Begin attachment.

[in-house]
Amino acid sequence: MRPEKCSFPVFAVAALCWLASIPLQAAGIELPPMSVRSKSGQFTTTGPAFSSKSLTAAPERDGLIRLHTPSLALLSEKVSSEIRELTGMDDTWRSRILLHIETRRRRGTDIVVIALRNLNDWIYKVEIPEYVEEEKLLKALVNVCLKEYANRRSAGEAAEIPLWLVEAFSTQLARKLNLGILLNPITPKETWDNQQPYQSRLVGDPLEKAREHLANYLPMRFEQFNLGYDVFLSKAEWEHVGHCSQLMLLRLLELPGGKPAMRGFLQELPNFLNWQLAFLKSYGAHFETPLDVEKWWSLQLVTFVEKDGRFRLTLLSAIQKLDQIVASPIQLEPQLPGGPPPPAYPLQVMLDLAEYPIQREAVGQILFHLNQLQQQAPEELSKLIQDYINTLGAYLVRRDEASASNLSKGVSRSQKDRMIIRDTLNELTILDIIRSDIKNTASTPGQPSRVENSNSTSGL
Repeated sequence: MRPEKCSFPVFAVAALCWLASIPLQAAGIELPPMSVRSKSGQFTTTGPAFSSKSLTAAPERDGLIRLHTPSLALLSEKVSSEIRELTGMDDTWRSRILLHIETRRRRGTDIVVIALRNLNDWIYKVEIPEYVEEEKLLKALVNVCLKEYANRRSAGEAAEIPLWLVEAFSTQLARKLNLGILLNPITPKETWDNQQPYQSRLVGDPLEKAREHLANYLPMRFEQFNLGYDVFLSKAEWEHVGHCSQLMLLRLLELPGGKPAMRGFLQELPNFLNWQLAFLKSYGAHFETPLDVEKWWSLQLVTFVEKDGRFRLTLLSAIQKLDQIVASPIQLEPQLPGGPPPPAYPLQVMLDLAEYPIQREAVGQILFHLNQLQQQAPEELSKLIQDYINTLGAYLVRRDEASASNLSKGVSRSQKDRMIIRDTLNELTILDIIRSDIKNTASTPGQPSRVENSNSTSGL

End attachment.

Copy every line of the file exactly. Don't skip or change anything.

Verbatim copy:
[in-house]
Amino acid sequence: MRPEKCSFPVFAVAALCWLASIPLQAAGIELPPMSVRSKSGQFTTTGPAFSSKSLTAAPERDGLIRLHTPSLALLSEKVSSEIRELTGMDDTWRSRILLHIETRRRRGTDIVVIALRNLNDWIYKVEIPEYVEEEKLLKALVNVCLKEYANRRSAGEAAEIPLWLVEAFSTQLARKLNLGILLNPITPKETWDNQQPYQSRLVGDPLEKAREHLANYLPMRFEQFNLGYDVFLSKAEWEHVGHCSQLMLLRLLELPGGKPAMRGFLQELPNFLNWQLAFLKSYGAHFETPLDVEKWWSLQLVTFVEKDGRFRLTLLSAIQKLDQIVASPIQLEPQLPGGPPPPAYPLQVMLDLAEYPIQREAVGQILFHLNQLQQQAPEELSKLIQDYINTLGAYLVRRDEASASNLSKGVSRSQKDRMIIRDTLNELTILDIIRSDIKNTASTPGQPSRVENSNSTSGL
Repeated sequence: MRPEKCSFPVFAVAALCWLASIPLQAAGIELPPMSVRSKSGQFTTTGPAFSSKSLTAAPERDGLIRLHTPSLALLSEKVSSEIRELTGMDDTWRSRILLHIETRRRRGTDIVVIALRNLNDWIYKVEIPEYVEEEKLLKALVNVCLKEYANRRSAGEAAEIPLWLVEAFSTQLARKLNLGILLNPITPKETWDNQQPYQSRLVGDPLEKAREHLANYLPMRFEQFNLGYDVFLSKAEWEHVGHCSQLMLLRLLELPGGKPAMRGFLQELPNFLNWQLAFLKSYGAHFETPLDVEKWWSLQLVTFVEKDGRFRLTLLSAIQKLDQIVASPIQLEPQLPGGPPPPAYPLQVMLDLAEYPIQREAVGQILFHLNQLQQQAPEELSKLIQDYINTLGAYLVRRDEASASNLSKGVSRSQKDRMIIRDTLNELTILDIIRSDIKNTASTPGQPSRVENSNSTSGL